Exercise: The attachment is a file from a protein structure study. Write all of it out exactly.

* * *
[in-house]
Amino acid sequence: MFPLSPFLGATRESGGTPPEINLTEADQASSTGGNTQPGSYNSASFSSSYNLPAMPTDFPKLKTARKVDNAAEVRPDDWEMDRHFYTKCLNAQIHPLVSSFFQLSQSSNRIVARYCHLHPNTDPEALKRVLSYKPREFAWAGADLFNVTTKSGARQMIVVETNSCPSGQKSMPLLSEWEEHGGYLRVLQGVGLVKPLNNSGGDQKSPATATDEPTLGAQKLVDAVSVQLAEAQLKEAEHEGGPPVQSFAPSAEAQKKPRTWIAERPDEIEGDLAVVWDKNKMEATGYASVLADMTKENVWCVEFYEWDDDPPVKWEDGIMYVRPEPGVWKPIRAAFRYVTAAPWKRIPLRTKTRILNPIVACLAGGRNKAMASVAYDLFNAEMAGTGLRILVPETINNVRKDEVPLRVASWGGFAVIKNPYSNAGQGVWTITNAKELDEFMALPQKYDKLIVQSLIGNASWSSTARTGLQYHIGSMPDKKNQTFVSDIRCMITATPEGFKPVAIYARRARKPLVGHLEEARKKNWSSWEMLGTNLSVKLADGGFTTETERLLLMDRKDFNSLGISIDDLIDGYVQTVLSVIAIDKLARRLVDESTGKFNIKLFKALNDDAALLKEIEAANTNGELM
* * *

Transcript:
[in-house]
Amino acid sequence: MFPLSPFLGATRESGGTPPEINLTEADQASSTGGNTQPGSYNSASFSSSYNLPAMPTDFPKLKTARKVDNAAEVRPDDWEMDRHFYTKCLNAQIHPLVSSFFQLSQSSNRIVARYCHLHPNTDPEALKRVLSYKPREFAWAGADLFNVTTKSGARQMIVVETNSCPSGQKSMPLLSEWEEHGGYLRVLQGVGLVKPLNNSGGDQKSPATATDEPTLGAQKLVDAVSVQLAEAQLKEAEHEGGPPVQSFAPSAEAQKKPRTWIAERPDEIEGDLAVVWDKNKMEATGYASVLADMTKENVWCVEFYEWDDDPPVKWEDGIMYVRPEPGVWKPIRAAFRYVTAAPWKRIPLRTKTRILNPIVACLAGGRNKAMASVAYDLFNAEMAGTGLRILVPETINNVRKDEVPLRVASWGGFAVIKNPYSNAGQGVWTITNAKELDEFMALPQKYDKLIVQSLIGNASWSSTARTGLQYHIGSMPDKKNQTFVSDIRCMITATPEGFKPVAIYARRARKPLVGHLEEARKKNWSSWEMLGTNLSVKLADGGFTTETERLLLMDRKDFNSLGISIDDLIDGYVQTVLSVIAIDKLARRLVDESTGKFNIKLFKALNDDAALLKEIEAANTNGELM